Brett Kavanaugh confirmed to serve on the US supreme court despite sexual misconduct allegations
The United States Senate has voted in favour of Judge Brett Kavanaugh to serve on the US supreme court, despite the multiple accusations of sexual misconduct that have been highly publicised in the past weeks. In a 50-48 vote, the Senate confirmed him on Saturday following a confirmation process that split the country.
The soon-to-be Justice Brett Kavanaugh was nominated by President Donald Trump in July to replace the retiring Justice Anthony Kennedy. Since his nomination, objections to the conservative who previously served on the DC Circuit Court were made by the public. This only intensified in recent weeks after demonstrations were sparked following the accusations of sexual misconduct by multiple women.
Despite the ensuing investigations and trials, Kavanaugh was confirmed to serve, news that came to be expected after the Senate voted on Friday morning to continue with the confirmation process. That afternoon, Senator Susan Collins declared her support for the Kavanaugh in a floor speech, citing a "lack of corroborating evidence" to justify her decision.
Following a procedural vote, the dominant Republican party won the majority support, bringing the news of Kavanaugh's confirmation to near certainty. Kavanaugh's victory is also a victory for Trump, and tilts the US's highest court to the right for the foreseeable future
People have been protesting furiously against the decision, with Saturday's vote reportedly being interrupted at least four times by protesters in the gallery. The nomination passed narrowly, with 50-48 making it one of the closest votes in the court's history. It is reported that votes came down almost entirely to party lines.
Kavanaugh was accused of having sexually harassed several women from his past, the most prominent of which was Dr Christine Blasey Ford. Though she was "terrified" of speaking out in front of the nation, the research psychologist chose to testify before the Senate Judiciary Committee last month.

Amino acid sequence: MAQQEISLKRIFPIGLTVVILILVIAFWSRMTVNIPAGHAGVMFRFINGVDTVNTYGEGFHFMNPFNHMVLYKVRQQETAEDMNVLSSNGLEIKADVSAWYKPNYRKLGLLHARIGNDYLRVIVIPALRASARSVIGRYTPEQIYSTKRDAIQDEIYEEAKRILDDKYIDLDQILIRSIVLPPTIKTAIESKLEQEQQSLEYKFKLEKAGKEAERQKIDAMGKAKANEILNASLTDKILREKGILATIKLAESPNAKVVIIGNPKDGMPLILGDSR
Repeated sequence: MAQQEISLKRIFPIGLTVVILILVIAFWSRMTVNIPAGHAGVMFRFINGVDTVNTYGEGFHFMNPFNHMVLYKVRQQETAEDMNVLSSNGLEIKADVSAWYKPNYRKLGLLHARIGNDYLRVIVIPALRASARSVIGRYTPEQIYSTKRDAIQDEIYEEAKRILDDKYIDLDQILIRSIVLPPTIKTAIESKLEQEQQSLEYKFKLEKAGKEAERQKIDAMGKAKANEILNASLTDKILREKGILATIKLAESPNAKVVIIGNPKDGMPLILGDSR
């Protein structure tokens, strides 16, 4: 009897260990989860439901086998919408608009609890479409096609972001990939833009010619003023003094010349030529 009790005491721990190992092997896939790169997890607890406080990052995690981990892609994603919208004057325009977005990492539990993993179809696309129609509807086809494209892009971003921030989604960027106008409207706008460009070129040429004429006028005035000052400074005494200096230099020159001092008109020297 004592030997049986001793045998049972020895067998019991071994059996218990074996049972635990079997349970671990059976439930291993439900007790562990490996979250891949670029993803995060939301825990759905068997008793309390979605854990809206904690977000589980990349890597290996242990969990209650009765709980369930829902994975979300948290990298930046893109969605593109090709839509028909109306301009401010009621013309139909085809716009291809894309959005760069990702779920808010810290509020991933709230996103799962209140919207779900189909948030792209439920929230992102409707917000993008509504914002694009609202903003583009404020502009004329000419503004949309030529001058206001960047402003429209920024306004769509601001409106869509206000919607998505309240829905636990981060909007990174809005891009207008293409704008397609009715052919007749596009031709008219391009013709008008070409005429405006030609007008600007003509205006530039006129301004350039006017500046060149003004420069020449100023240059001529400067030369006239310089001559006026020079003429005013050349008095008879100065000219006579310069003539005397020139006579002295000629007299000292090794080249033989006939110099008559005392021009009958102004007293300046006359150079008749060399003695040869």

She said that she felt it was her “civic duty” to share her story about the “boy who sexually assaulted me”. During the emotional hearing, Dr Ford said she was "100 per cent" sure that Kavanaugh sexually assaulted her in high school. When they were both teenagers, Dr Ford recalled how he has attempted to rape her in the 1980s. Previously, she had told the Washington Post that she was reluctant to come forward for one reason: “Why suffer through the annihilation if it’s not going to matter?” she said.
In his own appearance before the panel, Kavanaugh strongly denied all allegations of misconduct. At times appearing aggravated and frenzied, he slammed the whole thing for being a smear campaign organised by Democrats. This prompted an FBI investigation into the matter, which was later condemned by Democrats as being incomplete.
“I might have been too emotional at times. I know that my tone was sharp, and I said a few things I should not have said,” he later wrote in an opinion article published in the Wall Street Journal.
But despite the fact that other women made claims against Kavanaugh, and despite the fact that several of his former classmates announced that he had lied under oath, Kavanaugh is to be sworn in today and begin serving this week.